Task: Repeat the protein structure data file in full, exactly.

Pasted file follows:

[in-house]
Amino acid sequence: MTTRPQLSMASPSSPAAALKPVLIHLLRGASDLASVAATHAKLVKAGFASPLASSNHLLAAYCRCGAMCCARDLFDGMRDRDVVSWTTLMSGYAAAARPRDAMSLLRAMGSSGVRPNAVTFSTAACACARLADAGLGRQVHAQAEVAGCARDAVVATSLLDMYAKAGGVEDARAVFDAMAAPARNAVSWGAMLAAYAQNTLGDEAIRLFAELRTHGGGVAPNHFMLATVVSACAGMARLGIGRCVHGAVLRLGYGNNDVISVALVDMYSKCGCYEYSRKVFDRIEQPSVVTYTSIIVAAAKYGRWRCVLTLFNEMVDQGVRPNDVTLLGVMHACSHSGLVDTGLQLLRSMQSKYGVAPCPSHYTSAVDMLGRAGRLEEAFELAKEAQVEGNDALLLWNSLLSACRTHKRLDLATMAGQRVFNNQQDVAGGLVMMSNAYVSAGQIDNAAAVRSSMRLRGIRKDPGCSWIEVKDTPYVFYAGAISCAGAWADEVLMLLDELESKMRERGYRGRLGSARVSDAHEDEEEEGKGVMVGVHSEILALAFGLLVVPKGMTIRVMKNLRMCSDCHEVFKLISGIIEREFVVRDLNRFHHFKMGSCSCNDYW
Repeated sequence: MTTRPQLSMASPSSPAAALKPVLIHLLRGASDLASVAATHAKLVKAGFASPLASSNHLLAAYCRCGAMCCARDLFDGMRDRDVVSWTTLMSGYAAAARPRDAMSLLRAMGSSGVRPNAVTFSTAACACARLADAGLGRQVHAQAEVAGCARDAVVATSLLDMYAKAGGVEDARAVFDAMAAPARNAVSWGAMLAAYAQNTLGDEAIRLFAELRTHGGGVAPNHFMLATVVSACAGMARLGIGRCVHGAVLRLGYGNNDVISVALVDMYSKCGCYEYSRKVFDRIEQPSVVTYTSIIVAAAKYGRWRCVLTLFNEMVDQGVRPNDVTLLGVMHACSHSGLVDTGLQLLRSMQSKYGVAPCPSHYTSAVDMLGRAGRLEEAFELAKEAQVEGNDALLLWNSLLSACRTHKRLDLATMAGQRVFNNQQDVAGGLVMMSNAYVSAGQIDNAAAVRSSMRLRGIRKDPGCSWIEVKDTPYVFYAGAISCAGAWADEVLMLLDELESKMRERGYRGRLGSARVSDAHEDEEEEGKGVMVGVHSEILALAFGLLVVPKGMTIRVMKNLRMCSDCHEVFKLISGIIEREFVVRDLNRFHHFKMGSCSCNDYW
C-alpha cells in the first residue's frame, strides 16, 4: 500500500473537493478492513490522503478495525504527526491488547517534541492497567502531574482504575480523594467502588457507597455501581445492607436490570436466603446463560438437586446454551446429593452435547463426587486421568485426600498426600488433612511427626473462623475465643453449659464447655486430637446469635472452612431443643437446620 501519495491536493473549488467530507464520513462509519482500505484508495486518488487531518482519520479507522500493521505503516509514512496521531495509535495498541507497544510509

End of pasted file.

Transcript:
[in-house]
Amino acid sequence: MTTRPQLSMASPSSPAAALKPVLIHLLRGASDLASVAATHAKLVKAGFASPLASSNHLLAAYCRCGAMCCARDLFDGMRDRDVVSWTTLMSGYAAAARPRDAMSLLRAMGSSGVRPNAVTFSTAACACARLADAGLGRQVHAQAEVAGCARDAVVATSLLDMYAKAGGVEDARAVFDAMAAPARNAVSWGAMLAAYAQNTLGDEAIRLFAELRTHGGGVAPNHFMLATVVSACAGMARLGIGRCVHGAVLRLGYGNNDVISVALVDMYSKCGCYEYSRKVFDRIEQPSVVTYTSIIVAAAKYGRWRCVLTLFNEMVDQGVRPNDVTLLGVMHACSHSGLVDTGLQLLRSMQSKYGVAPCPSHYTSAVDMLGRAGRLEEAFELAKEAQVEGNDALLLWNSLLSACRTHKRLDLATMAGQRVFNNQQDVAGGLVMMSNAYVSAGQIDNAAAVRSSMRLRGIRKDPGCSWIEVKDTPYVFYAGAISCAGAWADEVLMLLDELESKMRERGYRGRLGSARVSDAHEDEEEEGKGVMVGVHSEILALAFGLLVVPKGMTIRVMKNLRMCSDCHEVFKLISGIIEREFVVRDLNRFHHFKMGSCSCNDYW
Repeated sequence: MTTRPQLSMASPSSPAAALKPVLIHLLRGASDLASVAATHAKLVKAGFASPLASSNHLLAAYCRCGAMCCARDLFDGMRDRDVVSWTTLMSGYAAAARPRDAMSLLRAMGSSGVRPNAVTFSTAACACARLADAGLGRQVHAQAEVAGCARDAVVATSLLDMYAKAGGVEDARAVFDAMAAPARNAVSWGAMLAAYAQNTLGDEAIRLFAELRTHGGGVAPNHFMLATVVSACAGMARLGIGRCVHGAVLRLGYGNNDVISVALVDMYSKCGCYEYSRKVFDRIEQPSVVTYTSIIVAAAKYGRWRCVLTLFNEMVDQGVRPNDVTLLGVMHACSHSGLVDTGLQLLRSMQSKYGVAPCPSHYTSAVDMLGRAGRLEEAFELAKEAQVEGNDALLLWNSLLSACRTHKRLDLATMAGQRVFNNQQDVAGGLVMMSNAYVSAGQIDNAAAVRSSMRLRGIRKDPGCSWIEVKDTPYVFYAGAISCAGAWADEVLMLLDELESKMRERGYRGRLGSARVSDAHEDEEEEGKGVMVGVHSEILALAFGLLVVPKGMTIRVMKNLRMCSDCHEVFKLISGIIEREFVVRDLNRFHHFKMGSCSCNDYW
C-alpha cells in the first residue's frame, strides 16, 4: 500500500473537493478492513490522503478495525504527526491488547517534541492497567502531574482504575480523594467502588457507597455501581445492607436490570436466603446463560438437586446454551446429593452435547463426587486421568485426600498426600488433612511427626473462623475465643453449659464447655486430637446469635472452612431443643437446620 501519495491536493473549488467530507464520513462509519482500505484508495486518488487531518482519520479507522500493521505503516509514512496521531495509535495498541507497544510509